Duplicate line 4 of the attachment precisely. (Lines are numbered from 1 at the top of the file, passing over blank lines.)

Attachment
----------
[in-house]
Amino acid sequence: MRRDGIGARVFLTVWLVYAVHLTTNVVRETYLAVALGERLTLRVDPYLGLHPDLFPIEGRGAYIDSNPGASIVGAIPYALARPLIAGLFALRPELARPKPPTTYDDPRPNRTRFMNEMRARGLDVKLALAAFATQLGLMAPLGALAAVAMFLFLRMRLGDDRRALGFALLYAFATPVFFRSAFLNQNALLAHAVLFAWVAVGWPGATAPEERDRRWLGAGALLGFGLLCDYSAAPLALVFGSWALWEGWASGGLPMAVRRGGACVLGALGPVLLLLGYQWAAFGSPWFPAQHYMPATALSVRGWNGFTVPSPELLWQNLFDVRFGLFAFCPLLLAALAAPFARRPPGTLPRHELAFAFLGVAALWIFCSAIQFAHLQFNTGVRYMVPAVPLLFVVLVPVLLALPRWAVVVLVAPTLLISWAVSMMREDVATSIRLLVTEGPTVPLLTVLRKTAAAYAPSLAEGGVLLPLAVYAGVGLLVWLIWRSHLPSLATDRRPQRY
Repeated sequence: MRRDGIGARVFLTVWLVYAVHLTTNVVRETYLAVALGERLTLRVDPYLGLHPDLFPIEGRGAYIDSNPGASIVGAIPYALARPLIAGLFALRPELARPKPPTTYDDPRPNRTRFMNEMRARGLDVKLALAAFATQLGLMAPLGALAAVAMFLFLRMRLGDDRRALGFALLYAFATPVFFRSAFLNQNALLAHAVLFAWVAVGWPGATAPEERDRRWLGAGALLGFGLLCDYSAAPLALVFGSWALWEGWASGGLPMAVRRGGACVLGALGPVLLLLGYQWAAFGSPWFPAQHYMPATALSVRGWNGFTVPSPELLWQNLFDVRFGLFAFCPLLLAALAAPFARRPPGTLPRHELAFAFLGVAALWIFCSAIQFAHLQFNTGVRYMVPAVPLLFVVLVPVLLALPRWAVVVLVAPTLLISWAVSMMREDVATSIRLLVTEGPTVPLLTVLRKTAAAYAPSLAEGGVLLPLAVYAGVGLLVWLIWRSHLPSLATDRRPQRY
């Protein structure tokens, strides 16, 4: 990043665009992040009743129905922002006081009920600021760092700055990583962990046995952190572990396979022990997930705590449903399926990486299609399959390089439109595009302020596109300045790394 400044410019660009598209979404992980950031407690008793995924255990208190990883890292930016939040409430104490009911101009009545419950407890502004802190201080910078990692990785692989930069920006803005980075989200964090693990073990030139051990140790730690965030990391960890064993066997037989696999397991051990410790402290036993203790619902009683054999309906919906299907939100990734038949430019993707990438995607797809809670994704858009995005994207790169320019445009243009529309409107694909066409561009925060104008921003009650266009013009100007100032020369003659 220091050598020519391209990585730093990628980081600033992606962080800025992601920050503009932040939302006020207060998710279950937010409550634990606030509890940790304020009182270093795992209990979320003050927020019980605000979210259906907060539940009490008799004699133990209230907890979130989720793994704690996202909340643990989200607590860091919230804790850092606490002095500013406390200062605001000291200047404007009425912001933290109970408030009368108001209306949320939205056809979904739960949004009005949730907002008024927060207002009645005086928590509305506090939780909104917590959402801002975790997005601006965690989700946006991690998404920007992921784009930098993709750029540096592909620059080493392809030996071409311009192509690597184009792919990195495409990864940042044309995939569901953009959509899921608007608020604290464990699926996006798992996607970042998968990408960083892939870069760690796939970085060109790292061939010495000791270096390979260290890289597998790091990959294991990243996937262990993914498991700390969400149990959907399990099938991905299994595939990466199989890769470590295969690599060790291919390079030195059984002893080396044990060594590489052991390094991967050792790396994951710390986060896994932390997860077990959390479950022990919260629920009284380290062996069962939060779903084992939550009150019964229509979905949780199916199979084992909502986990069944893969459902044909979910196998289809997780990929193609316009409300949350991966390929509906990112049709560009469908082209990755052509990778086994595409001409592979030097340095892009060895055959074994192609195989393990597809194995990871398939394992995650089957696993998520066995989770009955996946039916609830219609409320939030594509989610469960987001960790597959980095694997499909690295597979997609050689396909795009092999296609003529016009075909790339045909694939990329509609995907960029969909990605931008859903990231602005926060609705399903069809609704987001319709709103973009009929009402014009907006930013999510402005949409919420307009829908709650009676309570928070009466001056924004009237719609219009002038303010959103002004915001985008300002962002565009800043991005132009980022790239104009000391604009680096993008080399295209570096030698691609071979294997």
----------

């Protein structure tokens, strides 16, 4: 990043665009992040009743129905922002006081009920600021760092700055990583962990046995952190572990396979022990997930705590449903399926990486299609399959390089439109595009302020596109300045790394 400044410019660009598209979404992980950031407690008793995924255990208190990883890292930016939040409430104490009911101009009545419950407890502004802190201080910078990692990785692989930069920006803005980075989200964090693990073990030139051990140790730690965030990391960890064993066997037989696999397991051990410790402290036993203790619902009683054999309906919906299907939100990734038949430019993707990438995607797809809670994704858009995005994207790169320019445009243009529309409107694909066409561009925060104008921003009650266009013009100007100032020369003659 220091050598020519391209990585730093990628980081600033992606962080800025992601920050503009932040939302006020207060998710279950937010409550634990606030509890940790304020009182270093795992209990979320003050927020019980605000979210259906907060539940009490008799004699133990209230907890979130989720793994704690996202909340643990989200607590860091919230804790850092606490002095500013406390200062605001000291200047404007009425912001933290109970408030009368108001209306949320939205056809979904739960949004009005949730907002008024927060207002009645005086928590509305506090939780909104917590959402801002975790997005601006965690989700946006991690998404920007992921784009930098993709750029540096592909620059080493392809030996071409311009192509690597184009792919990195495409990864940042044309995939569901953009959509899921608007608020604290464990699926996006798992996607970042998968990408960083892939870069760690796939970085060109790292061939010495000791270096390979260290890289597998790091990959294991990243996937262990993914498991700390969400149990959907399990099938991905299994595939990466199989890769470590295969690599060790291919390079030195059984002893080396044990060594590489052991390094991967050792790396994951710390986060896994932390997860077990959390479950022990919260629920009284380290062996069962939060779903084992939550009150019964229509979905949780199916199979084992909502986990069944893969459902044909979910196998289809997780990929193609316009409300949350991966390929509906990112049709560009469908082209990755052509990778086994595409001409592979030097340095892009060895055959074994192609195989393990597809194995990871398939394992995650089957696993998520066995989770009955996946039916609830219609409320939030594509989610469960987001960790597959980095694997499909690295597979997609050689396909795009092999296609003529016009075909790339045909694939990329509609995907960029969909990605931008859903990231602005926060609705399903069809609704987001319709709103973009009929009402014009907006930013999510402005949409919420307009829908709650009676309570928070009466001056924004009237719609219009002038303010959103002004915001985008300002962002565009800043991005132009980022790239104009000391604009680096993008080399295209570096030698691609071979294997």